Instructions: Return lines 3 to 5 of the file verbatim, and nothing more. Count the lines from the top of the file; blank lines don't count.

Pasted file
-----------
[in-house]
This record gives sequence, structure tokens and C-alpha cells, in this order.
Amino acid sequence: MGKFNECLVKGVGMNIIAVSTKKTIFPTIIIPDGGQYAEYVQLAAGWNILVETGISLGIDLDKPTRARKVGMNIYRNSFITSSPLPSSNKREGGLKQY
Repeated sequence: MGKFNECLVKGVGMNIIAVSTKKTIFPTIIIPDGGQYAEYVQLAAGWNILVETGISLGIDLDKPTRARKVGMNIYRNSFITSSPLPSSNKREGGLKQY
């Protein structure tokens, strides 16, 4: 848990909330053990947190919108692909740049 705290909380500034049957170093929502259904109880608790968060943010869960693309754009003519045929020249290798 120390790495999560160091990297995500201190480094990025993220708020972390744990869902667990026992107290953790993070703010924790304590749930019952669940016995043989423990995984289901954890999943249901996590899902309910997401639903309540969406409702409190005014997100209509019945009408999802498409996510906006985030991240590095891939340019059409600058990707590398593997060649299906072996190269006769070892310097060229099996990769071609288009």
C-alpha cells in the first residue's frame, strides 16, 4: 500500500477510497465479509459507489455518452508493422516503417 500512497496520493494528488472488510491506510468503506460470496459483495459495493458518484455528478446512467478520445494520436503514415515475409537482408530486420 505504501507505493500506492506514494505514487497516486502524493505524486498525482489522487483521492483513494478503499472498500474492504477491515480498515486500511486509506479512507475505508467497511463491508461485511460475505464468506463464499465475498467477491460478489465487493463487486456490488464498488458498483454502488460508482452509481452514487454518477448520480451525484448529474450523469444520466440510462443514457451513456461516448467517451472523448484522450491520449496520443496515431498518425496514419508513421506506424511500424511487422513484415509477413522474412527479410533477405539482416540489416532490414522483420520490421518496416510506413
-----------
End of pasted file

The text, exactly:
Amino acid sequence: MGKFNECLVKGVGMNIIAVSTKKTIFPTIIIPDGGQYAEYVQLAAGWNILVETGISLGIDLDKPTRARKVGMNIYRNSFITSSPLPSSNKREGGLKQY
Repeated sequence: MGKFNECLVKGVGMNIIAVSTKKTIFPTIIIPDGGQYAEYVQLAAGWNILVETGISLGIDLDKPTRARKVGMNIYRNSFITSSPLPSSNKREGGLKQY
């Protein structure tokens, strides 16, 4: 848990909330053990947190919108692909740049 705290909380500034049957170093929502259904109880608790968060943010869960693309754009003519045929020249290798 120390790495999560160091990297995500201190480094990025993220708020972390744990869902667990026992107290953790993070703010924790304590749930019952669940016995043989423990995984289901954890999943249901996590899902309910997401639903309540969406409702409190005014997100209509019945009408999802498409996510906006985030991240590095891939340019059409600058990707590398593997060649299906072996190269006769070892310097060229099996990769071609288009």